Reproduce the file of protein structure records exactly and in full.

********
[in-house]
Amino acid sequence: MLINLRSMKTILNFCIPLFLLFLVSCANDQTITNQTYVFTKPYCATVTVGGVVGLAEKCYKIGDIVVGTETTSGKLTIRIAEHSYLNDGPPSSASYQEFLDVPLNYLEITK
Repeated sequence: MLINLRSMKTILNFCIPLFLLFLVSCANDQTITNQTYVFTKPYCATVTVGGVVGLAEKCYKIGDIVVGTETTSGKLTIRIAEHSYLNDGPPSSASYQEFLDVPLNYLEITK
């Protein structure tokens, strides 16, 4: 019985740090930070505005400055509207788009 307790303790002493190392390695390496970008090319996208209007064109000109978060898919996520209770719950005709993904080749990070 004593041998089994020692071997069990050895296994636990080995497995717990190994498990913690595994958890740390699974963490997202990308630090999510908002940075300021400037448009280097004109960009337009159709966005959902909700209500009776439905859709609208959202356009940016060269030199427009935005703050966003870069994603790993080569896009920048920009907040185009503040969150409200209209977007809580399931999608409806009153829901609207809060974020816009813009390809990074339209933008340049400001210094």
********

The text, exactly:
[in-house]
Amino acid sequence: MLINLRSMKTILNFCIPLFLLFLVSCANDQTITNQTYVFTKPYCATVTVGGVVGLAEKCYKIGDIVVGTETTSGKLTIRIAEHSYLNDGPPSSASYQEFLDVPLNYLEITK
Repeated sequence: MLINLRSMKTILNFCIPLFLLFLVSCANDQTITNQTYVFTKPYCATVTVGGVVGLAEKCYKIGDIVVGTETTSGKLTIRIAEHSYLNDGPPSSASYQEFLDVPLNYLEITK
């Protein structure tokens, strides 16, 4: 019985740090930070505005400055509207788009 307790303790002493190392390695390496970008090319996208209007064109000109978060898919996520209770719950005709993904080749990070 004593041998089994020692071997069990050895296994636990080995497995717990190994498990913690595994958890740390699974963490997202990308630090999510908002940075300021400037448009280097004109960009337009159709966005959902909700209500009776439905859709609208959202356009940016060269030199427009935005703050966003870069994603790993080569896009920048920009907040185009503040969150409200209209977007809580399931999608409806009153829901609207809060974020816009813009390809990074339209933008340049400001210094």